With all of that said, for me personally, ESCAPE ROOM is worth seeing at the cinema. Not because it's a big-screen extravaganza (far from it), but because we rarely get theatrical releases for movies like this anymore. We need to embrace these little ones so that exhibitors understand the want for more. Sure, Netflix is great... but the silver screen is better. This isn't a great film but it's a fun movie and will suit a young teen audience just fine.
Horror fans will find lots to love about THE NIGHT EATS THE WORLD’s protagonist Sam (Anders Danielsen Lie), one of the smartest and most resourceful characters the genre has seen in a long time. Given he’s trapped alone in an apartment building crawling with the undead, Sam is essentially required to carry the film, which feels effortless thanks to smart characterisation and a charismatic performance from Lie. Firstly, he’s a lot more methodical about exploring the building and rationing supplies than I imagine many viewers would be in the same situation; I was honestly impressed by him simply thinking to make a calendar to track his food consumption. Once these early preparations are over, Sam lets loose and starts to have fun with his unique predicament: he uses the zombies outside for paintball target practice and pisses them off by loudly practicing the drums on a balcony just out of reach. Such a quirky turn might sound strange in a film that doesn’t otherwise bill itself as a zom-com, yet the time we spend becoming attached to Sam is worthwhile as it reveals the script’s hidden depths.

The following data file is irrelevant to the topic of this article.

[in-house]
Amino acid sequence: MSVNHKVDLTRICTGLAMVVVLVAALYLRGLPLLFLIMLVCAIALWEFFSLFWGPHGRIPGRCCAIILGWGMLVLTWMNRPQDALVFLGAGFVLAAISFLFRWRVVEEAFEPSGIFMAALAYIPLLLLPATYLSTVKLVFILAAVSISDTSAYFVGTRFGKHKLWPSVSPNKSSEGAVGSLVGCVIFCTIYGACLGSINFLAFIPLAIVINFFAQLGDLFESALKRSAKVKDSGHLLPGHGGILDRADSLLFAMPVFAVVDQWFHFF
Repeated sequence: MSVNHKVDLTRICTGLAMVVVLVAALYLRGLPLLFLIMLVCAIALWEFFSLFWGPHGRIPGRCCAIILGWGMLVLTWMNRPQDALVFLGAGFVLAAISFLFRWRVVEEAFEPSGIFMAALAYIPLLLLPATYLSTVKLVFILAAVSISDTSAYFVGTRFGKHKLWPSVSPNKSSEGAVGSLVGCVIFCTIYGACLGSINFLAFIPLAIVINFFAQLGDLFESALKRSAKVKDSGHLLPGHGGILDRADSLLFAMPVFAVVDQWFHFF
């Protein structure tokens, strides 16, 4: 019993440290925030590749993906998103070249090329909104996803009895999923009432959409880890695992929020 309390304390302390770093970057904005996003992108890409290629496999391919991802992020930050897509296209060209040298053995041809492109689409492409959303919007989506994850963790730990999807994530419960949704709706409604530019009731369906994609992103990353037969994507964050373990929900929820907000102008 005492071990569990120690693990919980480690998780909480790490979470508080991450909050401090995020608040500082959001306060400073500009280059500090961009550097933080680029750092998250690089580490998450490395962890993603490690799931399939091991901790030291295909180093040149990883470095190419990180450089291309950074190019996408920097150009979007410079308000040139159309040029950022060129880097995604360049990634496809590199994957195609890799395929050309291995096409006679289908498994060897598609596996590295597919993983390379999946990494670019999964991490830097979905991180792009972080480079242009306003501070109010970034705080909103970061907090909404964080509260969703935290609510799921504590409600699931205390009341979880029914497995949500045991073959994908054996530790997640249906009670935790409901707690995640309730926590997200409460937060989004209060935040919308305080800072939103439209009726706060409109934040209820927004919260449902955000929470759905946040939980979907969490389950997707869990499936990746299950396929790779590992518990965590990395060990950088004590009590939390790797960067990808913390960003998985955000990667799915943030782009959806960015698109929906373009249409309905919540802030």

Before whatever cataclysmic event set this zombie plague on humanity, Sam was seemingly a regular guy. He had hobbies and formed relationships, the latter of which we see glimpses of in the film’s opening as he attends a party at his ex’s apartment. The confusion, isolation and desperation he feels the next morning upon discovering the chaotic developments are equally valid reactions to a messy breakup, allowing THE NIGHT EATS THE WORLD to serve as a bittersweet and shockingly effective allegory for coping with loneliness, and survival on one’s own. In fact, despite the extensive canon of zombie titles I mentioned earlier, the most obvious parallel for me throughout most of this film was Cast Away; Sam even strikes up a Wilson-esque friendship with a trapped zombie named Alfred (Denis Lavant). Much like in reality, Sam’s path towar s progress is hardly straightforward, yet with this interpretation in mind THE NIGHT EATS THE WORLD’s final shots of the city sprawled out before him once again surprised me with its poignancy.
However, the one shortcoming of THE NIGHT EATS THE WORLD is that its layers hinder its attempts at full-blown horror. Apart from Sam’s initial search of the building, the only times he genuinely seems to be in danger are the result of uncharacteristically stupid choices which I simply didn’t believe. In particular, the action-heavy penultimate sequence of Sam being chased by zombies feels forced and limits the time for viewers to consider a preceding twist. Although I won’t spoil the latter, suffice it to say it could’ve easily been the catalyst for the film’s finale that the chase so clearly wanted to be. Therefore, it’s perhaps best to think of THE NIGHT EATS THE WORLD as a character study about loneliness set during a zombie apocalypse. It may have bitten off more than it chew when it comes to balancing horror with its themes, but there’s still plenty to enjoy.